Career workers cannot volunteer Federal labor law limits firefighters

June 10, 1996|By Ed Heard | Ed Heard,SUN STAFF

Worried they will face lawsuits about overtime, Howard County fire officials will begin enforcing a federal law July 1 that effectively bans its paid firefighters from also serving as volunteers.

Although the change affects only about nine firefighters, county fire Chief James Heller said the restriction will further erode the already low staffing at the county's fire stations. He said West Friendship, Lisbon and Elkridge stations will be particularly hard hit.

Earlier this year, a task force organized by County Executive Charles I. Ecker concluded that more than half the county's busiest stations are understaffed, responding to emergencies with too few firefighters on a truck 37 percent of the time.

In West Friendship, the largest number of career-volunteers -- at least five -- will be affected.

"It's an absolute travesty," said Charles C. Feaga, a County Council Republican who represents the west county area. "This is hitting at a crucial time. It's a very costly and disruptive interference of our volunteer fire companies."

Feaga said volunteer fire companies save the county hundreds of thousands of dollars each year -- money the county would otherwise have to use to pay career firefighters.

Ecker said that he has never been convinced there is a staffing shortage in the Fire Department and that the change would not compromise public safety. He is scheduled to meet with volunteer leaders tomorrow to discuss alternatives to make up for lost service.

Terry Thompson, president of the Howard County Volunteer Firefighters Association, refused to comment on the rule until after tomorrow's meeting with Ecker. "We've got to try and come up with some type of solution," Thompson said.

The county is trying to avoid potential lawsuits from workers claiming back pay under the 1938 federal Fair Labor Standards Act, a law enacted as a minimum-wage standard that protects workers from being forced to work unpaid time as a condition of employment.

Vincent Glorioso, a paid firefighter in the Savage Fire Station who also volunteers as a firefighter at the Elkridge Volunteer Fire Station near his home, said he finds the new restrictions discouraging.

"Everybody has a right to do what they want to do when they're off the job," said Glorioso, who has volunteered since 1970 and has been employed as a firefighter since 1972. "If the fire bell rings and I'm off duty, I should be able to utilize my skills."

Until a decade ago, the issue never seemed a conflict for local jurisdictions, which always have relied on volunteer firefighters. In 1986, the U.S. Supreme Court clarified the law, ruling that county employees are protected by the federal Fair Labor Standards Act and must be paid overtime pay for work beyond their usual hours. Heller said the county then stopped off-duty volunteering by firefighters until the late 1980s, when county leaders decided to allow career firefighters to volunteer.

In recent years, Fire Department workers in adjoining counties have filed lawsuits for back pay, raising concerns in Howard about the law.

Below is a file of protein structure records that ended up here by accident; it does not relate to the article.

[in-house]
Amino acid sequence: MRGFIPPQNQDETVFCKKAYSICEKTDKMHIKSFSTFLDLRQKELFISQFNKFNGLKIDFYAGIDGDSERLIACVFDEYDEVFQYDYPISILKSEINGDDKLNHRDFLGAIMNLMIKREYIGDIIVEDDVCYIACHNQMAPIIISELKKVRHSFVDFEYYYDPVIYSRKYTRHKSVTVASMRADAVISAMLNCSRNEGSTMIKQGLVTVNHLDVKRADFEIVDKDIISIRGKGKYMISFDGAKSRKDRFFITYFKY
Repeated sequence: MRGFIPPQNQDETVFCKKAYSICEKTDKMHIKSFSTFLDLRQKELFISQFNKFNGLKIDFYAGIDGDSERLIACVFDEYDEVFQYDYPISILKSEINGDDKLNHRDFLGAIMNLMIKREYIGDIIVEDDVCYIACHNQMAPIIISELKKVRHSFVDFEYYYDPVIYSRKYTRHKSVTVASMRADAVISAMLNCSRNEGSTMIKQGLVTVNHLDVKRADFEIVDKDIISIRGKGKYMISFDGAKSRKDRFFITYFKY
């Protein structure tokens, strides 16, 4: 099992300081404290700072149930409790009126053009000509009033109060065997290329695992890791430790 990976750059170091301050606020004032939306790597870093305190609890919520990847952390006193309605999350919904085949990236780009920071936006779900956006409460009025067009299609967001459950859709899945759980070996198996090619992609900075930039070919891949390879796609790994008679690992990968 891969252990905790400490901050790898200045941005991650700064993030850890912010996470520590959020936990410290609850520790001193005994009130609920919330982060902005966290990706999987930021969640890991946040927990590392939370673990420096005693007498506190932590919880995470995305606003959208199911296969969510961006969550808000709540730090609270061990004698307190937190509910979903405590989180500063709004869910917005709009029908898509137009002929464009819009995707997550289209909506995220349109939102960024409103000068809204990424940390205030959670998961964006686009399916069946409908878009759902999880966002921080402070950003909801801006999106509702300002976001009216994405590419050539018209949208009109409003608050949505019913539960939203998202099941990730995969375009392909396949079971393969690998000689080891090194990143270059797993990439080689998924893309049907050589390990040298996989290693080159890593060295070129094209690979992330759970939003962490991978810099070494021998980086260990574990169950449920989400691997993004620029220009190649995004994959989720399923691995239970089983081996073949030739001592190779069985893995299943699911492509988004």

In Baltimore and Anne Arundel counties, Fire Department paramedics sued to receive time-and-a-half pay for work over 40 hours in a week. Officials in both counties argued that the paramedics are "firefighters," and therefore must work 53 hours before they qualify for overtime.

But last summer, a U.S. District Court judge ruled in favor of the paramedics.

Anne Arundel County is appealing a $3 million award to paramedics. In March, Baltimore County officials agreed to pay $1.7 million in back pay to paramedics.

Although those cases didn't involve volunteer work, Howard County officials were concerned that firefighters here could file similar suits.

"The longer we waited to address it, the larger the liability," Heller said.

So far, he said, no Howard County firefighter has requested back pay for volunteer service.

The county mixes volunteers and paid firefighters at its 11 fire stations. Active volunteers number about 175 in Howard County, while paid firefighters total about 223. Fewer than a dozen do both, Heller said.

Most career firefighters work a 24-hour shift and then have 48 hours off. Most work other jobs during their off time, but some volunteer at their local fire department.

The Howard County Firefighters Association -- the union which represents most of the paid firefighters -- favors ending the practice of career firefighters working during their time off.

"There are standards we have to follow in the amount of hours we can work a week," union Vice President Jeff Loomis said. "All we want is the county to abide by fair labor laws."

While the county could just pay the career-volunteers for their extra time, the department doesn't have enough money to pay for an influx of career-volunteers, Heller said.

Those who volunteer say they have never done so for the money. Moreover, they said, if the county doesn't accept all the volunteer help it can get, the government will have to spend the more money on career firefighters.

"It's unfortunate," said Elkridge Volunteer Fire Chief Craig Peddicord. "It discourages the spirit of volunteerism."

Added Hank VanDeursen, a volunteer at Lisbon Volunteer Fire Company: "Firefighters do this because it's in their blood and they like doing this. Nobody's forcing us to do this. Why pay for something when it's free to begin with?"

Pub Date: 6/10/96

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